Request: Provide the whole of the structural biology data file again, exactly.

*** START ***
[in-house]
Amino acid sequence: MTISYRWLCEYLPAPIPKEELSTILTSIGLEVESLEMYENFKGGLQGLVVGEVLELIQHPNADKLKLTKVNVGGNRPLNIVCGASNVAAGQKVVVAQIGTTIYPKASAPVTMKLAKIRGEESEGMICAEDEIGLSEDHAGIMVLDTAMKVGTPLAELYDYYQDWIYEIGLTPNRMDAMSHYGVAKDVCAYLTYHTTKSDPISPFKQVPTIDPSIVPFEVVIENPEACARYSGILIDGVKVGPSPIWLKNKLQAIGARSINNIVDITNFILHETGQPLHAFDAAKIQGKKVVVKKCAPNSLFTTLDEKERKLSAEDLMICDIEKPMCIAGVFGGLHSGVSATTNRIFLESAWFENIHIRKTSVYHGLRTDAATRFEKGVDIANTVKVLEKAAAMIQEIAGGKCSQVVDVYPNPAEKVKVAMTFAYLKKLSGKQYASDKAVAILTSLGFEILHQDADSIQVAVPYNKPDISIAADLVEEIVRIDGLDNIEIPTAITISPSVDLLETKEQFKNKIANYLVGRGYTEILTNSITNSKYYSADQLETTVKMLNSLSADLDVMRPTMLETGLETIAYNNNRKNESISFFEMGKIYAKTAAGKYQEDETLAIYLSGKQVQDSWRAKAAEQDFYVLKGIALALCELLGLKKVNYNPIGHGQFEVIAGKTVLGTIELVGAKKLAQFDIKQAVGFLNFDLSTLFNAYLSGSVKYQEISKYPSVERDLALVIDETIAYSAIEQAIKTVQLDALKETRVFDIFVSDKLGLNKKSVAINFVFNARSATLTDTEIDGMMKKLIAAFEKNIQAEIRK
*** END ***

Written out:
[in-house]
Amino acid sequence: MTISYRWLCEYLPAPIPKEELSTILTSIGLEVESLEMYENFKGGLQGLVVGEVLELIQHPNADKLKLTKVNVGGNRPLNIVCGASNVAAGQKVVVAQIGTTIYPKASAPVTMKLAKIRGEESEGMICAEDEIGLSEDHAGIMVLDTAMKVGTPLAELYDYYQDWIYEIGLTPNRMDAMSHYGVAKDVCAYLTYHTTKSDPISPFKQVPTIDPSIVPFEVVIENPEACARYSGILIDGVKVGPSPIWLKNKLQAIGARSINNIVDITNFILHETGQPLHAFDAAKIQGKKVVVKKCAPNSLFTTLDEKERKLSAEDLMICDIEKPMCIAGVFGGLHSGVSATTNRIFLESAWFENIHIRKTSVYHGLRTDAATRFEKGVDIANTVKVLEKAAAMIQEIAGGKCSQVVDVYPNPAEKVKVAMTFAYLKKLSGKQYASDKAVAILTSLGFEILHQDADSIQVAVPYNKPDISIAADLVEEIVRIDGLDNIEIPTAITISPSVDLLETKEQFKNKIANYLVGRGYTEILTNSITNSKYYSADQLETTVKMLNSLSADLDVMRPTMLETGLETIAYNNNRKNESISFFEMGKIYAKTAAGKYQEDETLAIYLSGKQVQDSWRAKAAEQDFYVLKGIALALCELLGLKKVNYNPIGHGQFEVIAGKTVLGTIELVGAKKLAQFDIKQAVGFLNFDLSTLFNAYLSGSVKYQEISKYPSVERDLALVIDETIAYSAIEQAIKTVQLDALKETRVFDIFVSDKLGLNKKSVAINFVFNARSATLTDTEIDGMMKKLIAAFEKNIQAEIRK